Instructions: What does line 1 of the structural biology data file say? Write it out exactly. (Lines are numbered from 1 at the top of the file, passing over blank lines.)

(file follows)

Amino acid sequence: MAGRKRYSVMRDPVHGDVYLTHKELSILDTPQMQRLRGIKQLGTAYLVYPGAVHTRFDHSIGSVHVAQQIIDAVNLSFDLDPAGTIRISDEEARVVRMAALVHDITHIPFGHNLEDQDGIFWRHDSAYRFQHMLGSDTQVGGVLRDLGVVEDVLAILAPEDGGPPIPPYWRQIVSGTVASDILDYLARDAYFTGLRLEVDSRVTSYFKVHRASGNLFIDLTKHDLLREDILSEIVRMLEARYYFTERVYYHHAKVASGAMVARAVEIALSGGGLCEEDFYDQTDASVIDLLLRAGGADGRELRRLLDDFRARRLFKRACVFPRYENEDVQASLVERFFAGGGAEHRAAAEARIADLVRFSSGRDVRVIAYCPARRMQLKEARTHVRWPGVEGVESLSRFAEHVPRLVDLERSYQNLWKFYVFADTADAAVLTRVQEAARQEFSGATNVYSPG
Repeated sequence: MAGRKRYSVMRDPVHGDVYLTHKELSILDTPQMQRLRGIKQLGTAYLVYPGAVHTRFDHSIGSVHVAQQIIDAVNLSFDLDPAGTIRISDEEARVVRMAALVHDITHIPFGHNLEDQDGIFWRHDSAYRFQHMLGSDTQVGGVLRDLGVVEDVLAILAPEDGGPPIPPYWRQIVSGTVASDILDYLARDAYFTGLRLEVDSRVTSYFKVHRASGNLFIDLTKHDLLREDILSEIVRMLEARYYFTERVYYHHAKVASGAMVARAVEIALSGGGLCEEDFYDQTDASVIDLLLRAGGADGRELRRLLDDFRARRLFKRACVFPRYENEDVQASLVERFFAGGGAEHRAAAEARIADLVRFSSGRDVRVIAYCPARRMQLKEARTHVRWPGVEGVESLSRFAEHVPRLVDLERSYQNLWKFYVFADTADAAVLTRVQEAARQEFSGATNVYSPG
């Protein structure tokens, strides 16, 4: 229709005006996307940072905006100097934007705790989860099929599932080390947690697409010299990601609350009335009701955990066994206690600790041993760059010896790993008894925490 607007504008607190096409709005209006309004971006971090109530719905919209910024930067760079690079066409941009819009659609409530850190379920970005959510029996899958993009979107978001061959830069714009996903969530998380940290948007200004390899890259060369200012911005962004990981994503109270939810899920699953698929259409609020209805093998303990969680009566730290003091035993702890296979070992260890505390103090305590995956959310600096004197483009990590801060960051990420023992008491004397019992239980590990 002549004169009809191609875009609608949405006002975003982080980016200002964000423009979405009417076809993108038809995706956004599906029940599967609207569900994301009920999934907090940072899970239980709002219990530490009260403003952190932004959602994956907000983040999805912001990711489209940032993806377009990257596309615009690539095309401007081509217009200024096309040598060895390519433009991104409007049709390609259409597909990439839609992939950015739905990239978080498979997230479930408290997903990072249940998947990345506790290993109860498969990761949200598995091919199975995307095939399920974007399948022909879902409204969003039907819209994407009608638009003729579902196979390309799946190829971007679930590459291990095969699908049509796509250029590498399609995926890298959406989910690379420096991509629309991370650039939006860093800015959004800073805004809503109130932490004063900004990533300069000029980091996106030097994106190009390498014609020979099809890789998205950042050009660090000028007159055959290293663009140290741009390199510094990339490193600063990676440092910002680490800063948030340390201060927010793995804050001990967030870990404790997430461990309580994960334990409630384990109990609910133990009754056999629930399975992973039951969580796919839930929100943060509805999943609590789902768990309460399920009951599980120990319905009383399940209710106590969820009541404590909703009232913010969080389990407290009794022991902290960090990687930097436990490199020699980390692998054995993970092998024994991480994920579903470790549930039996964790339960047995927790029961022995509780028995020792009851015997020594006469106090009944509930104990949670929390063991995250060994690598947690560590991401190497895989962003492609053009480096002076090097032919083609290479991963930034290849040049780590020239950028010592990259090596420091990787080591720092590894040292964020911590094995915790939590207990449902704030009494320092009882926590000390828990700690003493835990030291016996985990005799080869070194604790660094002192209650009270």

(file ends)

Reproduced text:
Amino acid sequence: MAGRKRYSVMRDPVHGDVYLTHKELSILDTPQMQRLRGIKQLGTAYLVYPGAVHTRFDHSIGSVHVAQQIIDAVNLSFDLDPAGTIRISDEEARVVRMAALVHDITHIPFGHNLEDQDGIFWRHDSAYRFQHMLGSDTQVGGVLRDLGVVEDVLAILAPEDGGPPIPPYWRQIVSGTVASDILDYLARDAYFTGLRLEVDSRVTSYFKVHRASGNLFIDLTKHDLLREDILSEIVRMLEARYYFTERVYYHHAKVASGAMVARAVEIALSGGGLCEEDFYDQTDASVIDLLLRAGGADGRELRRLLDDFRARRLFKRACVFPRYENEDVQASLVERFFAGGGAEHRAAAEARIADLVRFSSGRDVRVIAYCPARRMQLKEARTHVRWPGVEGVESLSRFAEHVPRLVDLERSYQNLWKFYVFADTADAAVLTRVQEAARQEFSGATNVYSPG